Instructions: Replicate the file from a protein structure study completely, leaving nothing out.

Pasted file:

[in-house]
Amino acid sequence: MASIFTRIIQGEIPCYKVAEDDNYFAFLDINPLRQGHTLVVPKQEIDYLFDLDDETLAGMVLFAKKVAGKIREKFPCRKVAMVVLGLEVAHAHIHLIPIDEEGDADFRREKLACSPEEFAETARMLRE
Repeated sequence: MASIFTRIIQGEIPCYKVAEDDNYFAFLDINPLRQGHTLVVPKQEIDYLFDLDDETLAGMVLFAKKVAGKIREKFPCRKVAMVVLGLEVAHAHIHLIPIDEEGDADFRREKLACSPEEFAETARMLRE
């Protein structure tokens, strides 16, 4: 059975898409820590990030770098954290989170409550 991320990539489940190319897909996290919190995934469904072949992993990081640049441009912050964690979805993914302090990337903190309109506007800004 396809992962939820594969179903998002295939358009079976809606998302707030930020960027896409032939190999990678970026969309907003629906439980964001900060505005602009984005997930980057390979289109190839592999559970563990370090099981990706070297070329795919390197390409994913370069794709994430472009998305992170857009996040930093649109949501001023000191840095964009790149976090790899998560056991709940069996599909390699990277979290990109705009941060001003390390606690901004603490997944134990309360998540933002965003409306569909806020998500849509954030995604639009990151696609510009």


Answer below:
[in-house]
Amino acid sequence: MASIFTRIIQGEIPCYKVAEDDNYFAFLDINPLRQGHTLVVPKQEIDYLFDLDDETLAGMVLFAKKVAGKIREKFPCRKVAMVVLGLEVAHAHIHLIPIDEEGDADFRREKLACSPEEFAETARMLRE
Repeated sequence: MASIFTRIIQGEIPCYKVAEDDNYFAFLDINPLRQGHTLVVPKQEIDYLFDLDDETLAGMVLFAKKVAGKIREKFPCRKVAMVVLGLEVAHAHIHLIPIDEEGDADFRREKLACSPEEFAETARMLRE
């Protein structure tokens, strides 16, 4: 059975898409820590990030770098954290989170409550 991320990539489940190319897909996290919190995934469904072949992993990081640049441009912050964690979805993914302090990337903190309109506007800004 396809992962939820594969179903998002295939358009079976809606998302707030930020960027896409032939190999990678970026969309907003629906439980964001900060505005602009984005997930980057390979289109190839592999559970563990370090099981990706070297070329795919390197390409994913370069794709994430472009998305992170857009996040930093649109949501001023000191840095964009790149976090790899998560056991709940069996599909390699990277979290990109705009941060001003390390606690901004603490997944134990309360998540933002965003409306569909806020998500849509954030995604639009990151696609510009």